Sofia Gubaidulina’s Concerto for bassoon and low strings (1975), conducted by Ranson Wilson (faculty), featured Morelli as soloist and an assortment of students and recent alums on four cellos and three double bass. It opens on a bassoon recitative in the extremely high register (a nod to Le Sacre du Printemps?). Strings echo short bassoon motifs, but these motifs then quickly decompose into tremolo glissandos. Tutti sections experiment with abrasive timbres and effects from all the instrumentalists. Harmonics in the strings provide a Ligeti-like atmospheric dread. The second movement features tone-clouds in the strings, dry, but moving in step, until they coalesce into a single tone, taken up by the bassoon, only to have the soloist break down into a multi-phonic growl. Nature sounds can be heard in the third movement, birdsong in the bassoon, buzzing of locusts created by cello harmonics, etc. There is a playful experimental quality in the bow-bouncing (spiccato), unpredictable dynamic and rhythmic surprises, the eight voices rarely producing the same sound but always clearly outlining a compositional plan. The fourth movement is an industrial frenzy, not so much composed as choreographed, the instruments striking poses, which seem like the antithesis of melody (laughing in the bassoon!). The last movement features aleatoric pizzicato (the conductor standing still and allowing freedom to the performers) and col legno battuto (hitting with the wood of the bow) while the bassoon spins out a jazzy swing line.
It is often suspected that unusual scoring is a contemporary composer’s attempt at a new marketing strategy, but tonight’s inclusion of repertoire from diverse historical periods proves that the focus on low voices has long been fertile ground for creative experimentation. As listeners, we strive to develop our appreciation of musical idiosyncrasies as well as more standard fare, and Yale in New York’s engaging program, for which Artistic Director David Shifrin should be commended, successfully brings these low voices “out of the depths” and onto equal footing with their higher-register relatives.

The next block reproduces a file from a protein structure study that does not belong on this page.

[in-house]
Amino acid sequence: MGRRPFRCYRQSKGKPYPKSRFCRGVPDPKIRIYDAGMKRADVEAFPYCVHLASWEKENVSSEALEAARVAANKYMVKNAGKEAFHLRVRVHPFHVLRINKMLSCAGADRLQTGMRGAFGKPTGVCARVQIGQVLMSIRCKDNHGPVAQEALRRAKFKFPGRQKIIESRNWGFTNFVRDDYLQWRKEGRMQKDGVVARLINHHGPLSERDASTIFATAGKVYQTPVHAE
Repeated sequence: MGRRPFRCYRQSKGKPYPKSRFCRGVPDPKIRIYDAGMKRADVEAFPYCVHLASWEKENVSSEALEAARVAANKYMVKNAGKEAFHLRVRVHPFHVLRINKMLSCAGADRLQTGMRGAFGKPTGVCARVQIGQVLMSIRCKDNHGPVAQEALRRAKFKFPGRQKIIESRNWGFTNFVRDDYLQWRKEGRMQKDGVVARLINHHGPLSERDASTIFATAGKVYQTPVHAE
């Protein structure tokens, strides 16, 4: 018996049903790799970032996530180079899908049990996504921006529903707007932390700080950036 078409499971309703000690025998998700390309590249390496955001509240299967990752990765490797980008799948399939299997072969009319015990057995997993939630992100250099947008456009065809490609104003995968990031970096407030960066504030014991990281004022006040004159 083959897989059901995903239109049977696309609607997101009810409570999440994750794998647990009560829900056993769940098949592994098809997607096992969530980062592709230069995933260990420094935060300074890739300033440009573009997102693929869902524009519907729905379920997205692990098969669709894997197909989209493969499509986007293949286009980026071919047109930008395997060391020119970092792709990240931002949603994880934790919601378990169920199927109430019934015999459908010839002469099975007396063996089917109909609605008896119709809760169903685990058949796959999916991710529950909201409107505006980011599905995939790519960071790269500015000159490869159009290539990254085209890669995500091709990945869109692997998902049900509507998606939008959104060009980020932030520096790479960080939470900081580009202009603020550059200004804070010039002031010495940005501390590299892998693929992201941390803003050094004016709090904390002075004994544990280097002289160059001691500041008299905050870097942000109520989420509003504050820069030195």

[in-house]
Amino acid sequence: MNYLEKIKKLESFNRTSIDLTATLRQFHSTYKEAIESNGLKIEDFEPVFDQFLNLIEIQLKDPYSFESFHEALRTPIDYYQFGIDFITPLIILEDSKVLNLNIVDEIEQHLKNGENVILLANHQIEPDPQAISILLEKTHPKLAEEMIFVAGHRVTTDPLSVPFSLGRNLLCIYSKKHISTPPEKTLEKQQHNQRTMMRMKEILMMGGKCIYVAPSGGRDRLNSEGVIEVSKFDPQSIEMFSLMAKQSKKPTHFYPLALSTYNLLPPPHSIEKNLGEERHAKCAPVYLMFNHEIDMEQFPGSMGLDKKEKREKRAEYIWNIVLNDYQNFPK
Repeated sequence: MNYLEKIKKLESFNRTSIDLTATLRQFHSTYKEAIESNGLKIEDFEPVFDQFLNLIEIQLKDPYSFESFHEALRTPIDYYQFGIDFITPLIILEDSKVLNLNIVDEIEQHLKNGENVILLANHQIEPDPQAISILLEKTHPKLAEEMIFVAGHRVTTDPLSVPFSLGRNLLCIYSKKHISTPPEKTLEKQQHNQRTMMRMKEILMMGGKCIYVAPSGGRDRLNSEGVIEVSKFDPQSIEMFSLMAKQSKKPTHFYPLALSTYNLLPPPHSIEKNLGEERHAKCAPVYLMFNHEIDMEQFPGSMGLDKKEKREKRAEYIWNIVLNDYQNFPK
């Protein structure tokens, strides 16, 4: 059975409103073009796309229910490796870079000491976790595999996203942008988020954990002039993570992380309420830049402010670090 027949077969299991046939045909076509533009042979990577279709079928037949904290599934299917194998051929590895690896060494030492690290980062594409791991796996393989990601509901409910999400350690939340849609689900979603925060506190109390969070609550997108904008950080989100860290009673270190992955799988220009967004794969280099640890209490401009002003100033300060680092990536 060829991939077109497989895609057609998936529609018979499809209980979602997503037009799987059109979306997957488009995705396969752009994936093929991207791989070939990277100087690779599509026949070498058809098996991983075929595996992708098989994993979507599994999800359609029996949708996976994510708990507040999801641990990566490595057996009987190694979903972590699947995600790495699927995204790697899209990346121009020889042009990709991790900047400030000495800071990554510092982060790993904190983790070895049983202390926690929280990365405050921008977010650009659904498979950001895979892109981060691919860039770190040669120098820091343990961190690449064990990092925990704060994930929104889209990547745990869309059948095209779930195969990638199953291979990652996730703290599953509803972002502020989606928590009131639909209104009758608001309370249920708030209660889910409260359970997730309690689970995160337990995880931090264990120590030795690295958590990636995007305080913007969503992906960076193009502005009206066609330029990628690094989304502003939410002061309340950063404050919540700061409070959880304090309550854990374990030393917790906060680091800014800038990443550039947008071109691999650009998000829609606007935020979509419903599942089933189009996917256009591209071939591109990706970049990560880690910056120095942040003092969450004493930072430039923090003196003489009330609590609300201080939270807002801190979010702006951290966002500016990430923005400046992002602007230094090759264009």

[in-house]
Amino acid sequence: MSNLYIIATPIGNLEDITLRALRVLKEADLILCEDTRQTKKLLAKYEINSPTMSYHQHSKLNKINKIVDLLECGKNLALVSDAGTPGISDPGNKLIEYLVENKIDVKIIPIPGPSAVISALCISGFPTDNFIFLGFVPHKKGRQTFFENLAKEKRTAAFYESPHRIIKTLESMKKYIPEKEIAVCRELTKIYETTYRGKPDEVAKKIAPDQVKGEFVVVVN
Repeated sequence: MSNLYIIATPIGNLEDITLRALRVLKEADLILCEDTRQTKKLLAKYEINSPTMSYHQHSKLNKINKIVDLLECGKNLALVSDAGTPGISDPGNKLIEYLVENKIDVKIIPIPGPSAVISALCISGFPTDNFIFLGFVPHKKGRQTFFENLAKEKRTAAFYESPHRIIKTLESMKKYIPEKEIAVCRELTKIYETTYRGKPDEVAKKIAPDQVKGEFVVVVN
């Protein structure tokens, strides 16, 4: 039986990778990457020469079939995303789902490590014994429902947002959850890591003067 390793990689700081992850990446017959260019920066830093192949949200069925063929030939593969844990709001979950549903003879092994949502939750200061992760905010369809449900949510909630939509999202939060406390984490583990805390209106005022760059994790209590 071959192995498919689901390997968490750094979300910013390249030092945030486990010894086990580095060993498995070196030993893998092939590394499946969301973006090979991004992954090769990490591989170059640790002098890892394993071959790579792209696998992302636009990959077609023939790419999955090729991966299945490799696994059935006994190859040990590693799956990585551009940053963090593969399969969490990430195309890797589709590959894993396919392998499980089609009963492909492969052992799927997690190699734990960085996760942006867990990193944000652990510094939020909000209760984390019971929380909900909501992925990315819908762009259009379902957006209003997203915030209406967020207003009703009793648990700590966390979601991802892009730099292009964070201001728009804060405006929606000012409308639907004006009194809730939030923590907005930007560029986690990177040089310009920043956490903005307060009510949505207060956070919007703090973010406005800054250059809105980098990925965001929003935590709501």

Twelve years ago, who would’ve thought we’d ever be sitting in movie theaters getting a science lesson from Al Gore – and not falling asleep? And yet, this is the Al Gore we could’ve seen back then had his campaign aides and the media not chosen to pass over his passion for climate change and focus instead on his hair and his lack of dramatic skills. Let’s note the documentary’s shortcomings from the start: his lecture audiences are as adoring as any pre-screened Bush audience, and the reflections on his sister’s death from lung cancer seem intended more to imbue him with gravitas than to make any point about heeding scientific advice. That said, what we get is a compelling scientific warning of human-caused climate change at a time in our history when the very Enlightenment seems under assault (the “debate” over evolution makes the fight against global warming seem an even more Herculean task). The inevitable comparisons with Fahrenheit 911 are totally without merit, and seemed transparently designed to discredit the film by associating it with the far left. Perhaps what some critics don’t care to admit is that the documentary genre has been quickly evolving unique new formats for framing issues, filling a sizeable niche left by a somnambulant press corps and out-of-touch government. As for the Michael Crichtons and George Wills of the world, it is increasingly clear their continued mockery of this issue is all about an inability to admit error. The film seeks to connect us in new ways to the world in which we live, as photos of the disappearing snows of Kilimanjaro, the breakup of Antarctic ice shelves the size of Rhode Island, and, of course, New Orleans, bring Gore’s slideshow charts to life. More importantly, though, Gore’s presentation also builds a bridge to our remote past as humans, as samples of prehistoric ice give us a window into the less carbon-drenched climate of our ancestors. The inevitable question arises: how will future generations judge our response to this mounting evidence?